Monday, July 2, 2007
The burning Wood
Those of you who have seen Al Gore´s film or read Jared Diamond´s book, Collapse, are familiar with the stark contrasting border line between the Dominican Republic and Haiti. On the eastern side of the island,total forest cover has increased in the last thirty years, primarily through a government campaign to subdize and promote the use of propane (LPG) gas for cooking and protect trees. On the western side, there is 99% deforestation.
Santo Domingo, a "modern, bustling city", is now awash with gas guzzling SUVs. In the campo, the sign of affluence is the noisy two-stroke motor bike. The highway system is fast and paved with new ones being built constructed every week.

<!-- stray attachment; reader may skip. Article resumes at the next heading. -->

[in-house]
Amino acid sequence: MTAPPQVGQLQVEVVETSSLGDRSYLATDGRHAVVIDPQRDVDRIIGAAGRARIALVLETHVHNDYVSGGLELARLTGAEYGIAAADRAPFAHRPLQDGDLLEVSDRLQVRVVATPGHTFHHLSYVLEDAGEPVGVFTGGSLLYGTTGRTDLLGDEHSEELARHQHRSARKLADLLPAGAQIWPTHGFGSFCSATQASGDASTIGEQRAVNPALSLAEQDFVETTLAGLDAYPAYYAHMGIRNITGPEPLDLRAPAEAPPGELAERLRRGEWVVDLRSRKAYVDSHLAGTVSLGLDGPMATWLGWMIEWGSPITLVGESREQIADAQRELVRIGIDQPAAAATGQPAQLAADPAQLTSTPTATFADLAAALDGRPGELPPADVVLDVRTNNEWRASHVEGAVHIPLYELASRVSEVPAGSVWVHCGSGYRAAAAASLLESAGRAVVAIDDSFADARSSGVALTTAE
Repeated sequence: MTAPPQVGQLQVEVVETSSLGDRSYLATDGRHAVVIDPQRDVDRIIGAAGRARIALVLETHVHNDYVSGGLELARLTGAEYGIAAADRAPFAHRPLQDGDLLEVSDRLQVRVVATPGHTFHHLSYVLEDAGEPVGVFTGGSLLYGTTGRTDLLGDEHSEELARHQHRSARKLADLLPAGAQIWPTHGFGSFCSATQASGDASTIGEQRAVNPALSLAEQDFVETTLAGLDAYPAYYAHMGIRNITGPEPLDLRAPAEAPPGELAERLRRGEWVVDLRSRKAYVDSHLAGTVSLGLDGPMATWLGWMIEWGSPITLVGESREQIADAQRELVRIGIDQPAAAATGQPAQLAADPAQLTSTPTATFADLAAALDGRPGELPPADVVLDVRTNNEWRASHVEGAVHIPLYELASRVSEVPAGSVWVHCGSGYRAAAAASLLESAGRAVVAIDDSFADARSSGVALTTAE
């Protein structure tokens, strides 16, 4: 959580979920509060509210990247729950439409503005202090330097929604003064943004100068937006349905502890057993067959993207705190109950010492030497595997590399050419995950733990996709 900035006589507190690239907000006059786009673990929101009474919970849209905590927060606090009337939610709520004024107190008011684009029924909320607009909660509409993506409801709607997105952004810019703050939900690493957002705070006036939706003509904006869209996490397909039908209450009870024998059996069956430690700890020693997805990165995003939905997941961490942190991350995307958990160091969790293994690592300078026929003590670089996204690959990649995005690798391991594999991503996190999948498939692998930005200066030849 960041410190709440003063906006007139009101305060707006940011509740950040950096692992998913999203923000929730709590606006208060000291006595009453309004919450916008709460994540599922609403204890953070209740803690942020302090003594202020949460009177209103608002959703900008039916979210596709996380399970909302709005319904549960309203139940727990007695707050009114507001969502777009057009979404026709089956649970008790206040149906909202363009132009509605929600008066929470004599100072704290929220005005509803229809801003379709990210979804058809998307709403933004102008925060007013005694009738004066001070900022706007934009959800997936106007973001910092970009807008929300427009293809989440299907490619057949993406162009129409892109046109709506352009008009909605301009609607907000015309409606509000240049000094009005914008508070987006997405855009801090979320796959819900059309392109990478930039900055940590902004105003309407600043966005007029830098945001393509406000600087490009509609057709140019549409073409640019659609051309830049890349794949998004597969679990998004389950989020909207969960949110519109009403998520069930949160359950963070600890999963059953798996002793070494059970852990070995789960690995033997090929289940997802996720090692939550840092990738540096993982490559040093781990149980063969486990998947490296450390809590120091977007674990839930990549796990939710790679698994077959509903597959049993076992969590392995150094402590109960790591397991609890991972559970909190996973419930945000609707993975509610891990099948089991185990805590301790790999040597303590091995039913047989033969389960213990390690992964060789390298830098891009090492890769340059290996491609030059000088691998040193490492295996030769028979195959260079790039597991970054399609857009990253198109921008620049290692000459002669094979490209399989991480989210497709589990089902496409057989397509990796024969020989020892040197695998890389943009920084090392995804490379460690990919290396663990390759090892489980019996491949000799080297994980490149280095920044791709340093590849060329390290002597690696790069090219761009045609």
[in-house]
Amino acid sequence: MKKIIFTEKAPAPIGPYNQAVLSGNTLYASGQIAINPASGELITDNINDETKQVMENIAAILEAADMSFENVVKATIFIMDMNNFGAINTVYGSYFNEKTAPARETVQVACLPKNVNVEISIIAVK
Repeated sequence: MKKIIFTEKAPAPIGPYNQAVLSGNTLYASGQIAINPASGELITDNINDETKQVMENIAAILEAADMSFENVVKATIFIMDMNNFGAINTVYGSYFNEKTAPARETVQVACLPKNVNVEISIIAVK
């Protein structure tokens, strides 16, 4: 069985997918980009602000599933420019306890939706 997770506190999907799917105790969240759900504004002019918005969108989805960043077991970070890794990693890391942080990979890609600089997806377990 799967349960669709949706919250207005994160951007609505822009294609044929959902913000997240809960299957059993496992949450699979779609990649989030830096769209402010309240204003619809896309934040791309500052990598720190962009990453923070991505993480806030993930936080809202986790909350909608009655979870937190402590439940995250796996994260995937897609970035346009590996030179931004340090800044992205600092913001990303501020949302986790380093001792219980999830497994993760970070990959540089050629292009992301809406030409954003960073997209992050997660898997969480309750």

Now that we know, collectively, that the age of oil is ending, that the use of gas will produce its own climate problems, Haiti awaits the introduction of some new, spectacular cooking fuel. It will, of course, be almost impossible to introduce as "old habits die hard" as we saw from the discussion of soaking the beans.
But Haiti has almost skipped the age of petroleum. The roads are terrible, most more suited to burros than horses. It offers a wonderful opportunity to leap frog over the age of oil and go directly into alternate fuel, sustainable development.
A long shot, perhaps, but perhaps one of the few that we have.